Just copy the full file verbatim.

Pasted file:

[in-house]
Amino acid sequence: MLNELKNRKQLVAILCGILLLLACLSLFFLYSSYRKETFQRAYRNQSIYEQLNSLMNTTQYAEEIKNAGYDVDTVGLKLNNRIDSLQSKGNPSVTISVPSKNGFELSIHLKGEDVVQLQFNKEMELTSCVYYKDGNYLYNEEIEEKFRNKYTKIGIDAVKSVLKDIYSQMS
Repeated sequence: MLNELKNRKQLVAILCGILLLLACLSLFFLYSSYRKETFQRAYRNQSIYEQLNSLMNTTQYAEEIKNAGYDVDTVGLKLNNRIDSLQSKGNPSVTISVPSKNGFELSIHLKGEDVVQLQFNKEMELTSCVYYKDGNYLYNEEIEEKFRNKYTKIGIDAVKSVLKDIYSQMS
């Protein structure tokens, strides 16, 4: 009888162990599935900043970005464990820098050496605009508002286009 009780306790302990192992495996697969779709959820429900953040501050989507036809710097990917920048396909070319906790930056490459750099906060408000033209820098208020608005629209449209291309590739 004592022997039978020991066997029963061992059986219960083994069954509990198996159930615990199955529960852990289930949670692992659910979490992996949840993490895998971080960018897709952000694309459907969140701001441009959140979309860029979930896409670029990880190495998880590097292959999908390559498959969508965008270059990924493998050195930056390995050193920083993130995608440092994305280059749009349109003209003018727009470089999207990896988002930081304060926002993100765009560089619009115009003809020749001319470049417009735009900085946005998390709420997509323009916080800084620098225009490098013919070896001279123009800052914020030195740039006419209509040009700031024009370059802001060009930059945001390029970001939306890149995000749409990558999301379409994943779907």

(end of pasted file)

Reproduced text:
[in-house]
Amino acid sequence: MLNELKNRKQLVAILCGILLLLACLSLFFLYSSYRKETFQRAYRNQSIYEQLNSLMNTTQYAEEIKNAGYDVDTVGLKLNNRIDSLQSKGNPSVTISVPSKNGFELSIHLKGEDVVQLQFNKEMELTSCVYYKDGNYLYNEEIEEKFRNKYTKIGIDAVKSVLKDIYSQMS
Repeated sequence: MLNELKNRKQLVAILCGILLLLACLSLFFLYSSYRKETFQRAYRNQSIYEQLNSLMNTTQYAEEIKNAGYDVDTVGLKLNNRIDSLQSKGNPSVTISVPSKNGFELSIHLKGEDVVQLQFNKEMELTSCVYYKDGNYLYNEEIEEKFRNKYTKIGIDAVKSVLKDIYSQMS
């Protein structure tokens, strides 16, 4: 009888162990599935900043970005464990820098050496605009508002286009 009780306790302990192992495996697969779709959820429900953040501050989507036809710097990917920048396909070319906790930056490459750099906060408000033209820098208020608005629209449209291309590739 004592022997039978020991066997029963061992059986219960083994069954509990198996159930615990199955529960852990289930949670692992659910979490992996949840993490895998971080960018897709952000694309459907969140701001441009959140979309860029979930896409670029990880190495998880590097292959999908390559498959969508965008270059990924493998050195930056390995050193920083993130995608440092994305280059749009349109003209003018727009470089999207990896988002930081304060926002993100765009560089619009115009003809020749001319470049417009735009900085946005998390709420997509323009916080800084620098225009490098013919070896001279123009800052914020030195740039006419209509040009700031024009370059802001060009930059945001390029970001939306890149995000749409990558999301379409994943779907």